Lecture Computer Algebra given by Prof. Dr. Sebastian Iwanowski

German website

study program: none. This lecture used to be in older programmes for Master of Computer Science. Now it is abolished.

ECTS credits: 4

prerequesites: qualified bachelor program in computer science or mathematics (or related), no prerequesite of master courses.

language: This lecture will be given in English if there is at least one student not knowing German, otherwise in German.

In WS 2012/13, this lecture was given in English.


Computer algebra deals with symbolic manipulation and computation. This enables exact differentiation and integration of functions and computation of their critical points. Polynomials may be dissolved into irreducible factors. It is possible to do exact computations with arbitrarily large numbers.

Existing computer algebra systems deal with graphical representation of everything they computed. E.g., this enables them to do complete curve discussions automatically as you may had to to manually in a calculus course.

Using an exact processing of terms, computer algebra systems simplify automatically (reducing, collecting, factoring) and avoid inaccuracies as may occur when terms are approximated by numeric values.

This makes computer algebra the counterpart and alternative to numeric data processing. While numerics is based on analytic convergence properties of sequences and series, computer algebra is based more on methods of discrete mathematics and algorithmics.

This course focuses on exact manipulations with numbers and polynomials, also in finite fields. We discuss their applications for cryptography. For this factoring of numbers and polynomials is crucial. This is why we discuss that in detail. Beyond the method of how to solve a linear equation system (which is covered by the Gauss algorithm in the bachelor program), we also discuss how to generalize this to polynomial equation systems.

You also get weekly assignments to implement selected methods discussed in practice. You may work with an open-source system (Maxima) or with a commercial system (Mupad of the symbolic toolbox of Matlab).



The material covered is summarized in German slides published on the German website of this course. These slides will be translated in English in time and published below.

The prime textbook is the German book of Köpf (see below). We will cover everything up to chapter 8. The rest of the book which is dedicated to problems from calculus will not be covered. The English book of Geddes et al. is the most similar equivalent to our textbook, except for cryptographic methods for which we refer to a cryptogtaphy book, e.g. Paar et al. (see below).

The following contents are covered:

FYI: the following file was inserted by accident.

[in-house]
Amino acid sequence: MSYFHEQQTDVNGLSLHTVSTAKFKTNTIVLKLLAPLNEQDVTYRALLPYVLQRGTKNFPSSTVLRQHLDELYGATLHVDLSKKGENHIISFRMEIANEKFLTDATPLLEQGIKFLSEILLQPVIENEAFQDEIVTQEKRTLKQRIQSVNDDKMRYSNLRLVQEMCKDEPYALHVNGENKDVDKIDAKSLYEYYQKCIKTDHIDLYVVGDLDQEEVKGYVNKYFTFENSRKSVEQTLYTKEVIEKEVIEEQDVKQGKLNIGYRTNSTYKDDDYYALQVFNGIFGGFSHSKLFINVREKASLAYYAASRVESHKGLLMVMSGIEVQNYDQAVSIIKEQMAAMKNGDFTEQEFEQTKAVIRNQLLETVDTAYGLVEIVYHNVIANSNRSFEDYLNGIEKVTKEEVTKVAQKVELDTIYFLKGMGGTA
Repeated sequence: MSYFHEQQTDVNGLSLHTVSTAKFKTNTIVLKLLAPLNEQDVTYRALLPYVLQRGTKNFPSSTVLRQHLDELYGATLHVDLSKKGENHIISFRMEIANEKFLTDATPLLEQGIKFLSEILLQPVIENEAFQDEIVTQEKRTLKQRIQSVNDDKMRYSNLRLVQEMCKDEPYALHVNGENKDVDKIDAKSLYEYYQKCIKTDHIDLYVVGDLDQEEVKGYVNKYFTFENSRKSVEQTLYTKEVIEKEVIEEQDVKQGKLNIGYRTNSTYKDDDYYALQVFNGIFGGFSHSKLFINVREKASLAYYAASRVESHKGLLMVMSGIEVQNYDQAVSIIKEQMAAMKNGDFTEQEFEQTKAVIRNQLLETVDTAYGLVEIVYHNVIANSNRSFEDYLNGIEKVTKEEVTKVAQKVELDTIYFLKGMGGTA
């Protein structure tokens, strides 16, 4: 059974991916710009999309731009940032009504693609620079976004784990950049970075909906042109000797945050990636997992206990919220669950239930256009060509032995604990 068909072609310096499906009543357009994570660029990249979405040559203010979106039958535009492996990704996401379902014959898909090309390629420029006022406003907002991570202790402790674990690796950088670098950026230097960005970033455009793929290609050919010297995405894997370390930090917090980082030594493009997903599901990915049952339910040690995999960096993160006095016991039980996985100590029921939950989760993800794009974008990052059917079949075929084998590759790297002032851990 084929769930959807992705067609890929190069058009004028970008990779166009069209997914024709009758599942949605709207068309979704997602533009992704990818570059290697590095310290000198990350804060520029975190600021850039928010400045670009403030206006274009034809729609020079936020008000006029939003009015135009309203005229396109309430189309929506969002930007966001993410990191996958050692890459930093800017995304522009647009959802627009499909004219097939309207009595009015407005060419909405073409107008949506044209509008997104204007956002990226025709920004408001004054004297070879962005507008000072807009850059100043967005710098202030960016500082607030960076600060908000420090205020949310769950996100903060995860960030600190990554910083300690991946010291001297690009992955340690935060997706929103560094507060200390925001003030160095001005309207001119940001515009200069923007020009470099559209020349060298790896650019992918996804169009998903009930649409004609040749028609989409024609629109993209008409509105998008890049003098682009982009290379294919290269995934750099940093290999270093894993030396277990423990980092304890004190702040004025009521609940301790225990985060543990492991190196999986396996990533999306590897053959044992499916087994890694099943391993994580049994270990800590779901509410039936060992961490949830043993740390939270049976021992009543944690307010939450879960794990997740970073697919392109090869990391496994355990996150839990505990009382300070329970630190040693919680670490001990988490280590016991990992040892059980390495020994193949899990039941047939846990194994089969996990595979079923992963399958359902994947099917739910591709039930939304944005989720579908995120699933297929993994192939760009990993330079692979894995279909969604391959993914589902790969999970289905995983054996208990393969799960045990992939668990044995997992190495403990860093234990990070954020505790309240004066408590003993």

1) Introduction into a computer algebra system (Maxima, Mupad)

2) Integer arithmetic

    2.1) Representation, comparisons, addition, multiplication
    2.2) Division, rational arithmetic

3) Modular arithmetic
    3.1) Computation of modular functions
    3.2) Applications in cryptography
    3.3) Primality test using modular arithmetic

4) Polynomial arithmetic
    4.1) Addition and multiplication
    4.2) Division and rational functions

5) Polynomial equation systems
    5.1) Linear equation systems, matrices, determinants
    5.2) Solution using resultants

6) Efficient factoring of polynomials
    6.1)Simple factoring methods
    6.2) Factoring in Zp[x] and GF(q)[x]
    6.3) Factoring in Q[x] via Zp[x]

Summary for final exam preparation (crossed-outs are not covered)



Joachim von zur Gathen / Jürgen Gerhard: Modern Computer Algebra, Cambridge University Press 2003 (2nd ed.), ISBN 0-521-82646-2
This book goes far beyond our course. It is more suitable for a program for students of mathematics.

Keith O. Geddes/ Stephen R. Czapor / George Labahn: Algorithms for Computer Algebra, Springer 1992, ISBN 0-792-39259-0
This is the closest English version to our textbook.

Michael Kaplan: Computeralgebra, Springer 2005, ISBN 3-540-21379-1 (in German)
This book covers some material discussed in better detail, but in general requires to many prerequesites. It is also more suitable for mathematics students.

Donald Knuth: The Art of Computer Programming, vol. 1,2,3,
Addison Wesley 1997, ISBN 0-201-89683-4,  0-201-89684-2, 0-201-89685-0
These volumes cover some details of issues discussed, but they are mainly no computer algebra books.

Wolfram Koepf: Computeralgebra, Springer 2006, ISBN 3-540-29894-0 (in German)
This is our textbook. 

Christof Paar / Jan Pelzl / Bart Preneel: Understanding Cryptography: A Textbook for Students and Practioners, Springer 2010, ISBN 3-64204100-0
Only parts of chapter 6 and chapter 8 are relevant for this course.

Steven Weintraub: Galois Theory, Springer 2009 (2nd ed.), ISBN 978-0-387-87574-3
This book gives insight into the theory of groups and fields. The content is not covered in our course, but gives a profound understanding of what we sketch in chapter 5.